Zechariah’s been on a journey, too — the one who prays and sings over his newborn child who would become John the Baptist — the voice crying out in the wilderness to prepare the way of the Lord. We’ll spend some more time with John the Baptist next week, but the words that Zechariah sings as he’s filled with the Holy Spirit are the first words Zechariah has voiced in quite some time. That’s because, to this point, he’d been mute.
Zechariah is a priest, and he and his wife Elizabeth are up there in age. Luke describes them as “getting on in years.” They’d prayed for a child but had not been able to conceive. And the angel Gabriel appears to Zechariah and says, basically, “You’re going to have a son, and you’re going to name him John.”
But Zechariah’s like, “Wait, what? I’m an old man. My wife is up there, too. How is this possible?” But Gabriel then rebukes Zechariah for these questions rooted in disbelief and renders him mute, saying that Zechariah won’t be able to speak until the day all that the angel had said would come to pass.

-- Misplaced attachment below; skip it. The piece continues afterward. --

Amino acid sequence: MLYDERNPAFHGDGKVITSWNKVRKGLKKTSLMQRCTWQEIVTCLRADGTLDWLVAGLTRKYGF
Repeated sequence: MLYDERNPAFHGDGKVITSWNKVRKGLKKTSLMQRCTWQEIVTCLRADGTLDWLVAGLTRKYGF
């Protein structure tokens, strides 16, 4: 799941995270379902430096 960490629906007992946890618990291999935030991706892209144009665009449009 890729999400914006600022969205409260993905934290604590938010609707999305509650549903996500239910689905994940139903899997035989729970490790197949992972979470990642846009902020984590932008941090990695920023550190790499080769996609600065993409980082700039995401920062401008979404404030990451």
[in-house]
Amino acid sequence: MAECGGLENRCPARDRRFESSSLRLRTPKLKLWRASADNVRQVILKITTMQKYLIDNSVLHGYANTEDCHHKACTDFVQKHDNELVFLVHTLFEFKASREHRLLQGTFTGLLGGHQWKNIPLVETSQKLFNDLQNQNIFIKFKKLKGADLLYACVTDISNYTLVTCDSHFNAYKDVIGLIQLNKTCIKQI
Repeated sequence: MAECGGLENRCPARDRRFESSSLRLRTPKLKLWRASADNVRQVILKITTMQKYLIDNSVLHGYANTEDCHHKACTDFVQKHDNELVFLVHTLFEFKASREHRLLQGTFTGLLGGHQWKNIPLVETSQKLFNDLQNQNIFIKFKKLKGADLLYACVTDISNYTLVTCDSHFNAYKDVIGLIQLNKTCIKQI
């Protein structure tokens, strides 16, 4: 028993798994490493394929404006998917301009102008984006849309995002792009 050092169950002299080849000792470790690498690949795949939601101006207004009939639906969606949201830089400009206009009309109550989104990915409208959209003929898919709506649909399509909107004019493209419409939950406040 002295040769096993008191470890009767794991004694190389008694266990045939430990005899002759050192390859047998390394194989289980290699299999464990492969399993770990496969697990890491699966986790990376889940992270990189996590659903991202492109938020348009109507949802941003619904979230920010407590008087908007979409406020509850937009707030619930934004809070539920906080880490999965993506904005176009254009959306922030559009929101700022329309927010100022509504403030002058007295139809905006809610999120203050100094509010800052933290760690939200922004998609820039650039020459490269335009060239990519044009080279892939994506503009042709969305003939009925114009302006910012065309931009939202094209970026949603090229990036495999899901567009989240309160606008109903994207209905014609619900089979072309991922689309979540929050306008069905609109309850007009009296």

So for nine months and some change, Zechariah can’t speak — which has got to be challenging for a priest. Fast forward to the scripture we hear this morning, and Elizabeth gives birth. As was a Jewish custom, eight days after the birth, they were preparing for the circumcision, at which point the child would also be named.
There was talk and some intrigue from neighbors and family members about what Elizabeth and Zechariah were going to name the child. The consensus was that this child would be named Zechariah after his father, but Elizabeth protests and says, “He will be called John.” But unsatisfied, they’re like, “Let’s ask the dad.” So when they do, Zechariah asks for a tablet, and he writes, “His name is John.” And when he does this, the passage says, “His tongue is freed.”